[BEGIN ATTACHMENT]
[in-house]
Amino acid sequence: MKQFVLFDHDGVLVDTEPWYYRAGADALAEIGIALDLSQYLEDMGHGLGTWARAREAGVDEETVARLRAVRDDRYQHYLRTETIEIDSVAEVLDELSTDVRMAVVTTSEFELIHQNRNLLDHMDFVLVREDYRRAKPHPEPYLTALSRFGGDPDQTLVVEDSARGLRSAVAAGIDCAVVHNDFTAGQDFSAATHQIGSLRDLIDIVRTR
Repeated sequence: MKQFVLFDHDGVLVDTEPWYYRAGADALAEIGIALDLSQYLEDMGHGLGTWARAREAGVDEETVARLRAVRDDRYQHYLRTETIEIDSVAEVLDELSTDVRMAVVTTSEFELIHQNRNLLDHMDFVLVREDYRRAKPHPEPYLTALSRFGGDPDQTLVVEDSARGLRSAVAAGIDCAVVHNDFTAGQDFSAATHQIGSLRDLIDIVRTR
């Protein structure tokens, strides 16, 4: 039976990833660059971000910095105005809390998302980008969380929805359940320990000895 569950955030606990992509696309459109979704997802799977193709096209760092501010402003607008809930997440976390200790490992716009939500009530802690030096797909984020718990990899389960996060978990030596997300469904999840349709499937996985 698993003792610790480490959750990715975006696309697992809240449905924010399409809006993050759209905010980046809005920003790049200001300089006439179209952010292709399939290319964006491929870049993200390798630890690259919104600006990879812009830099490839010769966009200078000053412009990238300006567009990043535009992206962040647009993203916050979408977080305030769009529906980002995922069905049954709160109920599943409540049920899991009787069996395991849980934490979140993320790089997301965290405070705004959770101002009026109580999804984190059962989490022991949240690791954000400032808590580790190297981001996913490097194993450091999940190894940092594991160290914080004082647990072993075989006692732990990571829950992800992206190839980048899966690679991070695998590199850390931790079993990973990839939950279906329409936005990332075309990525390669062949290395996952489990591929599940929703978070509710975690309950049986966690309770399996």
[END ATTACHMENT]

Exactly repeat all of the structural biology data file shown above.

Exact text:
[in-house]
Amino acid sequence: MKQFVLFDHDGVLVDTEPWYYRAGADALAEIGIALDLSQYLEDMGHGLGTWARAREAGVDEETVARLRAVRDDRYQHYLRTETIEIDSVAEVLDELSTDVRMAVVTTSEFELIHQNRNLLDHMDFVLVREDYRRAKPHPEPYLTALSRFGGDPDQTLVVEDSARGLRSAVAAGIDCAVVHNDFTAGQDFSAATHQIGSLRDLIDIVRTR
Repeated sequence: MKQFVLFDHDGVLVDTEPWYYRAGADALAEIGIALDLSQYLEDMGHGLGTWARAREAGVDEETVARLRAVRDDRYQHYLRTETIEIDSVAEVLDELSTDVRMAVVTTSEFELIHQNRNLLDHMDFVLVREDYRRAKPHPEPYLTALSRFGGDPDQTLVVEDSARGLRSAVAAGIDCAVVHNDFTAGQDFSAATHQIGSLRDLIDIVRTR
């Protein structure tokens, strides 16, 4: 039976990833660059971000910095105005809390998302980008969380929805359940320990000895 569950955030606990992509696309459109979704997802799977193709096209760092501010402003607008809930997440976390200790490992716009939500009530802690030096797909984020718990990899389960996060978990030596997300469904999840349709499937996985 698993003792610790480490959750990715975006696309697992809240449905924010399409809006993050759209905010980046809005920003790049200001300089006439179209952010292709399939290319964006491929870049993200390798630890690259919104600006990879812009830099490839010769966009200078000053412009990238300006567009990043535009992206962040647009993203916050979408977080305030769009529906980002995922069905049954709160109920599943409540049920899991009787069996395991849980934490979140993320790089997301965290405070705004959770101002009026109580999804984190059962989490022991949240690791954000400032808590580790190297981001996913490097194993450091999940190894940092594991160290914080004082647990072993075989006692732990990571829950992800992206190839980048899966690679991070695998590199850390931790079993990973990839939950279906329409936005990332075309990525390669062949290395996952489990591929599940929703978070509710975690309950049986966690309770399996």